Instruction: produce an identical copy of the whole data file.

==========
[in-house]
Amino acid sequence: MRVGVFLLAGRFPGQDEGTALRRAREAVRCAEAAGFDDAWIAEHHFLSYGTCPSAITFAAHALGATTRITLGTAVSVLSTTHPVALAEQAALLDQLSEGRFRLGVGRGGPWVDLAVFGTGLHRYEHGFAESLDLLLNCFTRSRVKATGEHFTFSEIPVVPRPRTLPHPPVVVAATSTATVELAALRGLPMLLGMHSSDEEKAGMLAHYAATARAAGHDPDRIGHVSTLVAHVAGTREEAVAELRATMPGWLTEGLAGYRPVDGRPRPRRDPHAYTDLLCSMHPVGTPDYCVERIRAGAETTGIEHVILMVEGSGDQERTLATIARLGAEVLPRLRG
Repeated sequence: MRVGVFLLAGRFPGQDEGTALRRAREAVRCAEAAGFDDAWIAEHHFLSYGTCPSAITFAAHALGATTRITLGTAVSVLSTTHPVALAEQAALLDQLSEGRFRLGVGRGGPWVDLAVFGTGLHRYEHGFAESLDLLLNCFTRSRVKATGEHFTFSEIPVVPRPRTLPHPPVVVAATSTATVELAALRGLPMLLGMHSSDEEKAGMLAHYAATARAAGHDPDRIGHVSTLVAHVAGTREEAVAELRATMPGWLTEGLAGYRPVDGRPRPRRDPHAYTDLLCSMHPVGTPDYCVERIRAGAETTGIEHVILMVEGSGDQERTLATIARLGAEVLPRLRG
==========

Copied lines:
[in-house]
Amino acid sequence: MRVGVFLLAGRFPGQDEGTALRRAREAVRCAEAAGFDDAWIAEHHFLSYGTCPSAITFAAHALGATTRITLGTAVSVLSTTHPVALAEQAALLDQLSEGRFRLGVGRGGPWVDLAVFGTGLHRYEHGFAESLDLLLNCFTRSRVKATGEHFTFSEIPVVPRPRTLPHPPVVVAATSTATVELAALRGLPMLLGMHSSDEEKAGMLAHYAATARAAGHDPDRIGHVSTLVAHVAGTREEAVAELRATMPGWLTEGLAGYRPVDGRPRPRRDPHAYTDLLCSMHPVGTPDYCVERIRAGAETTGIEHVILMVEGSGDQERTLATIARLGAEVLPRLRG
Repeated sequence: MRVGVFLLAGRFPGQDEGTALRRAREAVRCAEAAGFDDAWIAEHHFLSYGTCPSAITFAAHALGATTRITLGTAVSVLSTTHPVALAEQAALLDQLSEGRFRLGVGRGGPWVDLAVFGTGLHRYEHGFAESLDLLLNCFTRSRVKATGEHFTFSEIPVVPRPRTLPHPPVVVAATSTATVELAALRGLPMLLGMHSSDEEKAGMLAHYAATARAAGHDPDRIGHVSTLVAHVAGTREEAVAELRATMPGWLTEGLAGYRPVDGRPRPRRDPHAYTDLLCSMHPVGTPDYCVERIRAGAETTGIEHVILMVEGSGDQERTLATIARLGAEVLPRLRG